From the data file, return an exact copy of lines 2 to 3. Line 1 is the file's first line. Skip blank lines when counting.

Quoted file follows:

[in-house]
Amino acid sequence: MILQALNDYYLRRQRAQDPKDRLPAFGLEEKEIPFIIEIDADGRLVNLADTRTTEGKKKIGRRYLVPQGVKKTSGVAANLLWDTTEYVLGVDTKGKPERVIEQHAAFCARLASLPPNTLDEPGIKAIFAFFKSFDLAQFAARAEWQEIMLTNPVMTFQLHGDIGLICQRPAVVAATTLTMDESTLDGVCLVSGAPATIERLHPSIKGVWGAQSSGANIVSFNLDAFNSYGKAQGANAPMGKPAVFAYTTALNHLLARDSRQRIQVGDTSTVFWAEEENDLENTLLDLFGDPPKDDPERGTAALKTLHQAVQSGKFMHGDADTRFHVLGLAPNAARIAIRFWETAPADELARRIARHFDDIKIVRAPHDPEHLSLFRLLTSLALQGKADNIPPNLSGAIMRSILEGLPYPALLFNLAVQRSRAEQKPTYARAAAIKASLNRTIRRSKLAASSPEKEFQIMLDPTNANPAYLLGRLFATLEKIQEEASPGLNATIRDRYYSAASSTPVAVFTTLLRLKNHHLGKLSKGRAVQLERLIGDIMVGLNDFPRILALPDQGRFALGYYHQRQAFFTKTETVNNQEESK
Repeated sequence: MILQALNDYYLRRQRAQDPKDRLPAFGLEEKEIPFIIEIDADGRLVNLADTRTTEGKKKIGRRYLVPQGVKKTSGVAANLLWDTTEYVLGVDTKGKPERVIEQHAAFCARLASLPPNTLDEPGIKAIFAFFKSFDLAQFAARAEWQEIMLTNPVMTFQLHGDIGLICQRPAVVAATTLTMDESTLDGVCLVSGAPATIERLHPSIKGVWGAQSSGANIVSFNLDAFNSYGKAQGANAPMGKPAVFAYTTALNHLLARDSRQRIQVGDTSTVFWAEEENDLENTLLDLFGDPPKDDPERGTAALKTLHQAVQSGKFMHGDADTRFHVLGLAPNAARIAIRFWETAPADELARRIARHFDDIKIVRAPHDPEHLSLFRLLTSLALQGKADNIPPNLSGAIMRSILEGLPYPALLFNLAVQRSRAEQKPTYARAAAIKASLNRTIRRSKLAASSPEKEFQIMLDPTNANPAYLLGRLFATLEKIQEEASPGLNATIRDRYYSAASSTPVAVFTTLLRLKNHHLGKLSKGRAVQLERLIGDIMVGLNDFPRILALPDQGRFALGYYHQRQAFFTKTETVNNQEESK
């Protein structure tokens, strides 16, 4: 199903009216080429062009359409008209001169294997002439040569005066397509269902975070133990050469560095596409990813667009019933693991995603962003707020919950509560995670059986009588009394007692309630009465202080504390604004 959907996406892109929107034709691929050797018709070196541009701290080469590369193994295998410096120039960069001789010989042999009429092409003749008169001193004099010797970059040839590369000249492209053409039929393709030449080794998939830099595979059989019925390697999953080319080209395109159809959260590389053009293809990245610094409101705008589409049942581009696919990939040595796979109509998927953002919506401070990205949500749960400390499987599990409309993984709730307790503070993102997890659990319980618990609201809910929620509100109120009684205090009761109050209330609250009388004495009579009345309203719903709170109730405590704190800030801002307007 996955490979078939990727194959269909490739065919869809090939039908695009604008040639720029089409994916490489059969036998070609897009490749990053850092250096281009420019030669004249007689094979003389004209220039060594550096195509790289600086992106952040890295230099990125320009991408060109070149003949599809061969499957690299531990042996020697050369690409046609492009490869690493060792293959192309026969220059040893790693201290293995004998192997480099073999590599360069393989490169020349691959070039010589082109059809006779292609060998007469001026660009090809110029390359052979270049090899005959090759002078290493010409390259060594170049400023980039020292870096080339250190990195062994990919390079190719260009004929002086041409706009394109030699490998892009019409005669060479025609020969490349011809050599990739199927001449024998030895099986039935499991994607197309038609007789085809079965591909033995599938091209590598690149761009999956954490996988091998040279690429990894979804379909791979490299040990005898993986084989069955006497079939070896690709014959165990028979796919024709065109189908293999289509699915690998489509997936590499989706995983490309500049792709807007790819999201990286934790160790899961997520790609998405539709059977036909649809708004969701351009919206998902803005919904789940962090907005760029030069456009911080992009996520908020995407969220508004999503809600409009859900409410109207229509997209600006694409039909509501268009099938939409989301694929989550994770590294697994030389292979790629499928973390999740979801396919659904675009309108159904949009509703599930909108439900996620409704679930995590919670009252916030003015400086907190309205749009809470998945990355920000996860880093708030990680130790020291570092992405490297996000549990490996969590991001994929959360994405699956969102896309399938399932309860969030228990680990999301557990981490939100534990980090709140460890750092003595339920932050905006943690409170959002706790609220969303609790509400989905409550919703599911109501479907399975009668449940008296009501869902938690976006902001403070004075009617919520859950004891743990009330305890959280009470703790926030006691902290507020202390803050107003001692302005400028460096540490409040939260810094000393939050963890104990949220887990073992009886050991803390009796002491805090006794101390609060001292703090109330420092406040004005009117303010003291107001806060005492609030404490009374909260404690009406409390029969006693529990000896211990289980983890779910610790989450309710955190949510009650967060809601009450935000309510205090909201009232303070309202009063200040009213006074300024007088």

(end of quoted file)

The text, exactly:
Amino acid sequence: MILQALNDYYLRRQRAQDPKDRLPAFGLEEKEIPFIIEIDADGRLVNLADTRTTEGKKKIGRRYLVPQGVKKTSGVAANLLWDTTEYVLGVDTKGKPERVIEQHAAFCARLASLPPNTLDEPGIKAIFAFFKSFDLAQFAARAEWQEIMLTNPVMTFQLHGDIGLICQRPAVVAATTLTMDESTLDGVCLVSGAPATIERLHPSIKGVWGAQSSGANIVSFNLDAFNSYGKAQGANAPMGKPAVFAYTTALNHLLARDSRQRIQVGDTSTVFWAEEENDLENTLLDLFGDPPKDDPERGTAALKTLHQAVQSGKFMHGDADTRFHVLGLAPNAARIAIRFWETAPADELARRIARHFDDIKIVRAPHDPEHLSLFRLLTSLALQGKADNIPPNLSGAIMRSILEGLPYPALLFNLAVQRSRAEQKPTYARAAAIKASLNRTIRRSKLAASSPEKEFQIMLDPTNANPAYLLGRLFATLEKIQEEASPGLNATIRDRYYSAASSTPVAVFTTLLRLKNHHLGKLSKGRAVQLERLIGDIMVGLNDFPRILALPDQGRFALGYYHQRQAFFTKTETVNNQEESK
Repeated sequence: MILQALNDYYLRRQRAQDPKDRLPAFGLEEKEIPFIIEIDADGRLVNLADTRTTEGKKKIGRRYLVPQGVKKTSGVAANLLWDTTEYVLGVDTKGKPERVIEQHAAFCARLASLPPNTLDEPGIKAIFAFFKSFDLAQFAARAEWQEIMLTNPVMTFQLHGDIGLICQRPAVVAATTLTMDESTLDGVCLVSGAPATIERLHPSIKGVWGAQSSGANIVSFNLDAFNSYGKAQGANAPMGKPAVFAYTTALNHLLARDSRQRIQVGDTSTVFWAEEENDLENTLLDLFGDPPKDDPERGTAALKTLHQAVQSGKFMHGDADTRFHVLGLAPNAARIAIRFWETAPADELARRIARHFDDIKIVRAPHDPEHLSLFRLLTSLALQGKADNIPPNLSGAIMRSILEGLPYPALLFNLAVQRSRAEQKPTYARAAAIKASLNRTIRRSKLAASSPEKEFQIMLDPTNANPAYLLGRLFATLEKIQEEASPGLNATIRDRYYSAASSTPVAVFTTLLRLKNHHLGKLSKGRAVQLERLIGDIMVGLNDFPRILALPDQGRFALGYYHQRQAFFTKTETVNNQEESK